Managing the Coronovirus-Crisis: Bankruptcy

12 April 2020

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By: Marcel Trost

The outbreak of Coronavirus (COVID-19) has caused a massive impact on global supply chains, manufacturing, and cross-border trade. Coupled with the travel restrictions and government lockdowns, businesses have been affected. This has, in turn, led to cash flow disruptions for businesses. Due to this cash flow disruption, it is expected that businesses would default their payment obligations. This article answers relevant questions pertinent to measures that can be adopted in such circumstances as per the UAE Laws.


1. How could Bankruptcy Law be of assistance?

Federal Decree Law No. 9 /2016 on Bankruptcy (“Bankruptcy”) came into effect on 29 December 2016. The Bankruptcy Law aims to provide businesses with financial difficulties the means to engage with their creditors whilst ensuring accountability for directors of failed businesses.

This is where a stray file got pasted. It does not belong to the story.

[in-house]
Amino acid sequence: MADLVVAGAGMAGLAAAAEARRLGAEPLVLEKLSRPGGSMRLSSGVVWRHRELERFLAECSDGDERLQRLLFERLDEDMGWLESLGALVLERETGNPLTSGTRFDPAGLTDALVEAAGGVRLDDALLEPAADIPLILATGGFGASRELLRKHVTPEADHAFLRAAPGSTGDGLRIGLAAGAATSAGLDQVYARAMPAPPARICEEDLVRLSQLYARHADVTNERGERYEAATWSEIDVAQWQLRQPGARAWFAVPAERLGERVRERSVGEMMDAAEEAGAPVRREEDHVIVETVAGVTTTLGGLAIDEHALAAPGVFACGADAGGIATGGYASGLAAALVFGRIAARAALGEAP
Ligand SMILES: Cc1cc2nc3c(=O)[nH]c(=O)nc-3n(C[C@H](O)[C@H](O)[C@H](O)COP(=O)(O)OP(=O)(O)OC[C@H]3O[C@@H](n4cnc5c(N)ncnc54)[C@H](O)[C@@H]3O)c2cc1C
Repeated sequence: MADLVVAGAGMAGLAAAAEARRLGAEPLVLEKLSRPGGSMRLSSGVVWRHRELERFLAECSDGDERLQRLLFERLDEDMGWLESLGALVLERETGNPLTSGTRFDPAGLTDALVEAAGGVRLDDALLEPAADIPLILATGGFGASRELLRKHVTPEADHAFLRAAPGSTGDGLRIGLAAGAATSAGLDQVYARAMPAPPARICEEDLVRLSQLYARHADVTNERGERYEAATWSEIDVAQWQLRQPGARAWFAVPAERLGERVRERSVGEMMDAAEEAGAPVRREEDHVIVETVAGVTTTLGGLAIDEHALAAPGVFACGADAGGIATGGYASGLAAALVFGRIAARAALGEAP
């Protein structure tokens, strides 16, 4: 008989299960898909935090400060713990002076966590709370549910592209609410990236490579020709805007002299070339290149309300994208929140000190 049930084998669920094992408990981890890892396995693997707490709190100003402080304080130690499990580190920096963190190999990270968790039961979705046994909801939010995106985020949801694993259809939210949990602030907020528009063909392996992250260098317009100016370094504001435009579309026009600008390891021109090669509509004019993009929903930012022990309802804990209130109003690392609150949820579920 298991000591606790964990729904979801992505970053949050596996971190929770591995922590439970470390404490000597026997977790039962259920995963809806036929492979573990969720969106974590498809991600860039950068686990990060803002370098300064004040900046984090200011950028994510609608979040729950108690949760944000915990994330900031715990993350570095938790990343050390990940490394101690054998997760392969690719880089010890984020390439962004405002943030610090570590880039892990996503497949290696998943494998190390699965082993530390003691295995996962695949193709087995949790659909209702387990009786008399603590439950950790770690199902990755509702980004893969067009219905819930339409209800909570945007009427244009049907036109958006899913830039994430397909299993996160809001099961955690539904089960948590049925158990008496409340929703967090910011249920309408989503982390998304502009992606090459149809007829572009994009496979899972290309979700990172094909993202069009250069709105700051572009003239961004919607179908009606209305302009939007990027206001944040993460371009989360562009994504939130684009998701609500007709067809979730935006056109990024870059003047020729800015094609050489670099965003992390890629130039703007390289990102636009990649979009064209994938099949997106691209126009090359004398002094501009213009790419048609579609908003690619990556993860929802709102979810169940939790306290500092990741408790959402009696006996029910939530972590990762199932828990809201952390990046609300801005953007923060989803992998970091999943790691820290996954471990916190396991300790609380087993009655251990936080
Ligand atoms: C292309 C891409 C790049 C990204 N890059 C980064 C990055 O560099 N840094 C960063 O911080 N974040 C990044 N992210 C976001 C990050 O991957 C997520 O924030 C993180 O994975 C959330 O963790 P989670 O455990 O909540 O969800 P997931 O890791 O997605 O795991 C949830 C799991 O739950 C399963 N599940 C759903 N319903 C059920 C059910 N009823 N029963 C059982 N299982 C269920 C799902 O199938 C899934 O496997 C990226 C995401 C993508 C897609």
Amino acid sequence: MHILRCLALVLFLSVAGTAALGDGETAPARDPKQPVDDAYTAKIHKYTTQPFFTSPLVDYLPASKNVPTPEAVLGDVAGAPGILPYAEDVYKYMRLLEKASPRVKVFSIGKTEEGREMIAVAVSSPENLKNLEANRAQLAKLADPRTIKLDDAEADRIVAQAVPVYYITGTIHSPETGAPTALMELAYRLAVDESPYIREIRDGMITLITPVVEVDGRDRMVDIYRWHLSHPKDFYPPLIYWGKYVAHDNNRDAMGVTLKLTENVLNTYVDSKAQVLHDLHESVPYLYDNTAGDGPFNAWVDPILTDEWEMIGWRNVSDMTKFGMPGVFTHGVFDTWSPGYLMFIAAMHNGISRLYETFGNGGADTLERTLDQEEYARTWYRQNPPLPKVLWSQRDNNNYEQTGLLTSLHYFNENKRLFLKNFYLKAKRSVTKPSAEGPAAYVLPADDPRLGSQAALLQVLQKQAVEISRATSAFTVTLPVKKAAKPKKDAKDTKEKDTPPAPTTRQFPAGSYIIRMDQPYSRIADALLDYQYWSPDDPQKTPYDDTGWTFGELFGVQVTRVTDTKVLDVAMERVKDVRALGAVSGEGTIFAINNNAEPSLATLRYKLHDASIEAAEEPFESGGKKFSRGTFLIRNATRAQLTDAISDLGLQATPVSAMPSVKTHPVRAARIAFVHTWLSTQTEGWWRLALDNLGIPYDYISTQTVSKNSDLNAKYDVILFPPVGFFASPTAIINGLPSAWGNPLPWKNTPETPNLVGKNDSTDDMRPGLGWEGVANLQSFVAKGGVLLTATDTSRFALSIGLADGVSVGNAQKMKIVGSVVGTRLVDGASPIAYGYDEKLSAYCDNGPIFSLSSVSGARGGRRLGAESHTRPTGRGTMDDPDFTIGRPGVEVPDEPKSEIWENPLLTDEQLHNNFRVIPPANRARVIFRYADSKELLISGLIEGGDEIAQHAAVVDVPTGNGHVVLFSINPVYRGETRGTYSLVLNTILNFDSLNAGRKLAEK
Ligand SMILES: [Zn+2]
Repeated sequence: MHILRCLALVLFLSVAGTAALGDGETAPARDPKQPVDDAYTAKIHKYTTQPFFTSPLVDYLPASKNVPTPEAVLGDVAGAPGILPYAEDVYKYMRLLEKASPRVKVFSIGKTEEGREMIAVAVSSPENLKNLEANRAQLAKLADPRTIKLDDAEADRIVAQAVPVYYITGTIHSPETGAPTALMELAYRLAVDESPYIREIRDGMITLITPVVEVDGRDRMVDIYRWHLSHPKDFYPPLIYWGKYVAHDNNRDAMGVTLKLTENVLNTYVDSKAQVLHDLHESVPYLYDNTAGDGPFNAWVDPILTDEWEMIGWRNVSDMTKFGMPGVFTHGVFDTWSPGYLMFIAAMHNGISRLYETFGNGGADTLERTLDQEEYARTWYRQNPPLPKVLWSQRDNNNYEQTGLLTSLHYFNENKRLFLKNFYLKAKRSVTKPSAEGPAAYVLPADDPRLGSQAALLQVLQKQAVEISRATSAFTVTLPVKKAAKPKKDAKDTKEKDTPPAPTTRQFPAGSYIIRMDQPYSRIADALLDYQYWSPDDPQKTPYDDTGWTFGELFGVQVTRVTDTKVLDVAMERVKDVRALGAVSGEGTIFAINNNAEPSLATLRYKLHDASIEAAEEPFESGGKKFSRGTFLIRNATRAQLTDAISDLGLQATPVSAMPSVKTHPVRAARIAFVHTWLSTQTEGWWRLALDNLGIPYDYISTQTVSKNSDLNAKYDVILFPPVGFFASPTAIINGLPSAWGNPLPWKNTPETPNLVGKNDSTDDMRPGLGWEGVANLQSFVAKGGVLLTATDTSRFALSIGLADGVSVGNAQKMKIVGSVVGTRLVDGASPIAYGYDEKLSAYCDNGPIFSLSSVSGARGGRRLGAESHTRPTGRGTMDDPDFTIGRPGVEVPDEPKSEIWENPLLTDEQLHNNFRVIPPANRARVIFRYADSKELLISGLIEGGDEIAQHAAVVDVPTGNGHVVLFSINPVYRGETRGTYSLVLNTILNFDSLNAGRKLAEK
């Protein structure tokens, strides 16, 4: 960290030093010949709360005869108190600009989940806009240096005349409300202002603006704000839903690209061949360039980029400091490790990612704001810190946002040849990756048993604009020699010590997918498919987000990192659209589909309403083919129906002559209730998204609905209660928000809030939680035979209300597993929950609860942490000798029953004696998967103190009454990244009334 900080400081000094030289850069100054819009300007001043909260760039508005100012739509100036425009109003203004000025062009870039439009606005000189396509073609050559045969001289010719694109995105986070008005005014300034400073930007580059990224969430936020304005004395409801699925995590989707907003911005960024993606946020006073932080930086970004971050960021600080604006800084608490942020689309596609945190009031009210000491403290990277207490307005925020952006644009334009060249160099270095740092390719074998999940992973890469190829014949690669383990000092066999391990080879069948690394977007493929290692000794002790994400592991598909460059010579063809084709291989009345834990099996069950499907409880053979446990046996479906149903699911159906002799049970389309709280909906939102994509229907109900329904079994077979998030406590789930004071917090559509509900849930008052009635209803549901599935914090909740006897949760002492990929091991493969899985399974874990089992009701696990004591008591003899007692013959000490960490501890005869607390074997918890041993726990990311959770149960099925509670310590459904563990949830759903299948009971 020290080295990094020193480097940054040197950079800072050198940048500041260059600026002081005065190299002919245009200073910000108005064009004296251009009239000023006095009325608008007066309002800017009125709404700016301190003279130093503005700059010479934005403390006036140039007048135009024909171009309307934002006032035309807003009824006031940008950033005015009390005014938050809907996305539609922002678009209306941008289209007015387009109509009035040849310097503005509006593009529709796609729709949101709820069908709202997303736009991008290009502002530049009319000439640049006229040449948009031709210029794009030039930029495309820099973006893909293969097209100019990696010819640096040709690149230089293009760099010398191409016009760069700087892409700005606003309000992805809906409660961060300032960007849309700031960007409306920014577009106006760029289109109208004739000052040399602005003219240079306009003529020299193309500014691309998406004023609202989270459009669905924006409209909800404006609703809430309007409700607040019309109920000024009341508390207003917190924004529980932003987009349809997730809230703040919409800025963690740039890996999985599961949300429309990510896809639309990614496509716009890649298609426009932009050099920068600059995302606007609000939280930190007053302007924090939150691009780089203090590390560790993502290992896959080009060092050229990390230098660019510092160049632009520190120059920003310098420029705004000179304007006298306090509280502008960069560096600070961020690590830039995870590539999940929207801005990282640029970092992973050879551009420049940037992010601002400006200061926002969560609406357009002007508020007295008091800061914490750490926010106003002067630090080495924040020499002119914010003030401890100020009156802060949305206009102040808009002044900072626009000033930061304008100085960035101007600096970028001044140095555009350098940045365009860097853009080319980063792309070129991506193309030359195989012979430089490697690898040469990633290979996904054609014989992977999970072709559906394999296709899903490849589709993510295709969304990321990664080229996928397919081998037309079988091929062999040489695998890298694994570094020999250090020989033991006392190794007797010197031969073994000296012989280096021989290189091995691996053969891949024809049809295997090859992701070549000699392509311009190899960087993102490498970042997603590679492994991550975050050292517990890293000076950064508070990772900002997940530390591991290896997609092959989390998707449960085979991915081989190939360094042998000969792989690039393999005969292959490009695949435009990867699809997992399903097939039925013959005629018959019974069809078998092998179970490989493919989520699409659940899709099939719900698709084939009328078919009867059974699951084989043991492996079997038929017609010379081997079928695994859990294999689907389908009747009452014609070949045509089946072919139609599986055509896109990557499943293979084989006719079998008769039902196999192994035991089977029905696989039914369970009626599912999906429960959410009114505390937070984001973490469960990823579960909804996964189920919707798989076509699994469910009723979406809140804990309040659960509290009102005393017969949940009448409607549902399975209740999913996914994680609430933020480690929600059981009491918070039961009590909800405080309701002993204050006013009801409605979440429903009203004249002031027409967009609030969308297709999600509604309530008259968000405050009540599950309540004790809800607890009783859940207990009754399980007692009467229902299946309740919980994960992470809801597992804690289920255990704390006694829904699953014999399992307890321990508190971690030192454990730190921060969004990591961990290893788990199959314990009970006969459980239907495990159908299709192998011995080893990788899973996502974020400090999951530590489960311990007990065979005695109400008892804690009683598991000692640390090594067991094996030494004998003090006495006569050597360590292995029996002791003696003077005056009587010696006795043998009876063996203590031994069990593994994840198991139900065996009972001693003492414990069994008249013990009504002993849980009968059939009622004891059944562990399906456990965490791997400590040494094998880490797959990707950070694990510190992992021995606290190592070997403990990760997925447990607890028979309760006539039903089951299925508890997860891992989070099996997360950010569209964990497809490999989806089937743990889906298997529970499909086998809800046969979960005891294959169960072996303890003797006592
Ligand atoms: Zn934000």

The Bankruptcy Law applies to entities incorporated in the mainland and free zones which do not have their own bankruptcy laws. As such, the Bankruptcy Law does not apply to entities located in DIFC or ADGM.


2. What recourse is available under the Bankruptcy Law? 

The Bankruptcy Law provides companies with two options, namely:

  1. Preventive Composition Scheme – which permits a company in financial difficulties to reach an arrangement with its creditors instead of filing for bankruptcy.
  2. Bankruptcy – which includes rescue process similar to Preventive Composition Scheme, followed by liquidation of debtor’s assets.

The Bankruptcy Law provides two tests to determine if a company is insolvent, namely a balance sheet test and cash flow test. The balance sheet test is applicable if the assets of the debtor are, at any time, insufficient to cover its debts. The debts to be considered are debts actually due and payable, rather than contingent or prospective liabilities. The cash flow test applies when a debtor is unable to pay its debts.

Preventive Composition Scheme